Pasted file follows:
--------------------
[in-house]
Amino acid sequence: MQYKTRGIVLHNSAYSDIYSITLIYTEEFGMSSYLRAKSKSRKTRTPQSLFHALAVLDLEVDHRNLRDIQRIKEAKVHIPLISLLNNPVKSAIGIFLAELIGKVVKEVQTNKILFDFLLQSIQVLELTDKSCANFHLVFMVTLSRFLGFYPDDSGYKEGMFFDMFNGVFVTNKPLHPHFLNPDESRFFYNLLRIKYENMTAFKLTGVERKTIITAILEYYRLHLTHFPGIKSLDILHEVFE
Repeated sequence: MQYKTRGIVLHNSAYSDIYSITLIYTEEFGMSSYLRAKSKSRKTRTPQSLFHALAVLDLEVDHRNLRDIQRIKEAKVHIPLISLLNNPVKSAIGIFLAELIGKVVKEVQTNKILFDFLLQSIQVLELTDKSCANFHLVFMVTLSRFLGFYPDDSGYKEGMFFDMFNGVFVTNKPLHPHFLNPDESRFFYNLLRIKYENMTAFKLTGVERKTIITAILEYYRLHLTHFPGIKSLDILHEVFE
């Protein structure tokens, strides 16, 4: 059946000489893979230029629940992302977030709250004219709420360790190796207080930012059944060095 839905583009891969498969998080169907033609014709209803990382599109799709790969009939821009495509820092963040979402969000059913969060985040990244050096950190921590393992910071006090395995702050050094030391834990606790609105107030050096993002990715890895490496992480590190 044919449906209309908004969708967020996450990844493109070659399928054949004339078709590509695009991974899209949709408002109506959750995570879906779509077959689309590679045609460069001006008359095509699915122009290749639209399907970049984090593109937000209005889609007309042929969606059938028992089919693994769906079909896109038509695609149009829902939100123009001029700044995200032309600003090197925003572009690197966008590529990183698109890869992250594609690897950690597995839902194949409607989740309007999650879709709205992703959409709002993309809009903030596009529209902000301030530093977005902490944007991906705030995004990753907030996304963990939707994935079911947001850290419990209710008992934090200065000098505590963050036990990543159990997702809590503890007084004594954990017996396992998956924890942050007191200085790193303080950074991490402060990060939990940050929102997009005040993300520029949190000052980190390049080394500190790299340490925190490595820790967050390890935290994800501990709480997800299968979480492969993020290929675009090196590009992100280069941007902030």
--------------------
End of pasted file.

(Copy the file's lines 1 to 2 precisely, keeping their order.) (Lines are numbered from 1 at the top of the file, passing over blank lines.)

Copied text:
[in-house]
Amino acid sequence: MQYKTRGIVLHNSAYSDIYSITLIYTEEFGMSSYLRAKSKSRKTRTPQSLFHALAVLDLEVDHRNLRDIQRIKEAKVHIPLISLLNNPVKSAIGIFLAELIGKVVKEVQTNKILFDFLLQSIQVLELTDKSCANFHLVFMVTLSRFLGFYPDDSGYKEGMFFDMFNGVFVTNKPLHPHFLNPDESRFFYNLLRIKYENMTAFKLTGVERKTIITAILEYYRLHLTHFPGIKSLDILHEVFE